How a Skin-Care Regimen Rich in Veggies Will Do Your Complexion Right
We all know that downing a regular dose of leafy greens and other veggies has all kinds of body benefits—including making our skin look radiant—but what you may not realize is that they also serve as effective ingredients in products, too. "One of the huge benefits of skin care products with ingredients found in the produce aisle is that the formulas are often natural and organic, which means no harsh chemicals that can cause skin reactions or irritation," says board-certified dermatopathologist Gretchen Frieling, MD. "Your skin is your body's largest organ, and what you put on it gets absorbed through your pores and into your body." While slathering your face with salad ingredients isn't a substitute for eating them, it certainly can help your glow game.
If you want to know which vegetables to reach for, your best bet is to look for superfoods, like kale, spinach, and mushrooms. Why? They're "the most nutrient-dense ingredients in the world and are praised for their exceptionally high level of antioxidants, vitamins, and other nutrients," says Youth To The People co-founder Greg Gonzalez, whose brand formulates with these types of greens. Below, the best vegetables for skin worth adding your routine, and, while we're at it, your plate, too.
Carrot: Eve Lom Morning Time Cleanser, $60
Carrots are rich in vitamin A, and you can think of them as a distant relative to retinol. Like retinol (which is a derivative of vitamin A), carrot increases cell turnover and brightens skin, while also acting as an antioxidant. "In general, anyone concerned about their skin becoming dull can benefit," says Dr. Frieling, though she cautions anyone with sensitive skin from using it too heavily. Pair it with a hydrator, like hyaluronic acid, or a non-retinol exfoliant like vitamin-E for best results, and don't use it alongside any actual retinol to avoid irritation.
Cucumber: Peter Thomas Roth Cucumber Gel Mask Extreme Detoxifying Hydrator, $55
Considering cucumbers are 96 percent water, it's safe to say they are very hydrated. Now, imagine what they can do for your skin."The flesh of the cucumber is mostly water, but also contains ascorbic acid, aka vitamin C, and caffeic acid, both of which help soothe skin irritations and reduce swelling," says Dr. Frieling. These acids help to prevent water retention, which is why cucumber slices are commonly used on swollen eyes, burns, and dermatitis.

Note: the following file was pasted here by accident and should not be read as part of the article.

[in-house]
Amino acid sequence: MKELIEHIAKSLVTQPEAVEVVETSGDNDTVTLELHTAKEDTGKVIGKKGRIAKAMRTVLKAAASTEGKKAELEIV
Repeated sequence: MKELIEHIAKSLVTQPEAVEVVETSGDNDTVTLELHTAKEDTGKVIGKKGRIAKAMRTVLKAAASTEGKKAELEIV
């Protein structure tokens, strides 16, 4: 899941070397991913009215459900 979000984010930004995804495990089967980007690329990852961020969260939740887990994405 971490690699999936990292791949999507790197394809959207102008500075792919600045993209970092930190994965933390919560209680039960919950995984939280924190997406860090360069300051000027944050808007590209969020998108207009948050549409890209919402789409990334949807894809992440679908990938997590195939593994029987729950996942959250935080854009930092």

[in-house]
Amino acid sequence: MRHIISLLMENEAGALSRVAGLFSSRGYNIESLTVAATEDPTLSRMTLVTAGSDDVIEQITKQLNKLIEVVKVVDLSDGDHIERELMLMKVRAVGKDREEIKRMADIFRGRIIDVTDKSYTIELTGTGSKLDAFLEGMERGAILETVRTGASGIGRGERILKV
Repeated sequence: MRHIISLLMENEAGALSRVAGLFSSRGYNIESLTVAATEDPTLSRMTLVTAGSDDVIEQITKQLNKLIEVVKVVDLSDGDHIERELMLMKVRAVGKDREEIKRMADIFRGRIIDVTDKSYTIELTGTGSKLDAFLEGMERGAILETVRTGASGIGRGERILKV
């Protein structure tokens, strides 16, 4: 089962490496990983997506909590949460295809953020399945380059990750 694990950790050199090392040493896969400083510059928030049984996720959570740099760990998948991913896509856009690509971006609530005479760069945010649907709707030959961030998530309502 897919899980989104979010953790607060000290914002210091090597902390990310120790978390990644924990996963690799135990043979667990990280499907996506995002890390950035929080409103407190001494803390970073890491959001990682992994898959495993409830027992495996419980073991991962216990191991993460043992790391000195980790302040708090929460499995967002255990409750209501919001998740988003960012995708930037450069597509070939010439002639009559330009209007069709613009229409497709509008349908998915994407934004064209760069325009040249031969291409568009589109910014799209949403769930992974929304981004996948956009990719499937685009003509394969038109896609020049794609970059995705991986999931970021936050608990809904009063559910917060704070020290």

Spinach: By All Greens Foaming Deep Cleansing Mask, $30
It seems Popeye was onto something in his love affair with spinach. "When applied topically, spinach extract can strengthen, moisturize and restore skin’s natural glow while repairing damaged skin cells and reducing the appearance of sun damage, dark spots, inflammation, and the visible signs or aging," says Dr. Frieling. She adds that because spinach is so rich in antioxidants and vitamins A, K, and C, people with acne-prone skin can especially benefit from it because it can help cleanse skin, unclog pores, and fight bacteria.
Kale: Youth to the People Superfood Hyaluronic Acid Moisturizer, $48
"Superfood" indeed—especially as it relates to skin. "The vitamin K in kale helps to reduce the dark circles under your eyes and tightens your skin, reducing fine lines and wrinkles," says Dr. Frieling, adding that kale beauty products also help with skin detoxing. The leafy green has also got vitamin A and antioxidants, which repair skin tissue and prevent free-radical damage.
Broccoli: L:A Bruket Broccoli Seed Serum, $62
Citrus fruits get all of the glory as far as vitamin C goes, but there are actually a whole lot of other fruits that are jam packed with the stuff, and one vegetable. "The vitamin C in broccoli aids collagen production, ultimately making the skin look younger," says Dr. Frieling. Even if you absolutely hated broccoli as a kid (me!), you've gotta admit that those are some benefits worth getting on board with it for.
Veggies aren't the only skin-care heroes in the produce aisle: Here are the fruit ingredients that are also worth stocking up on. And if you want to add an antioxidant into the mix,
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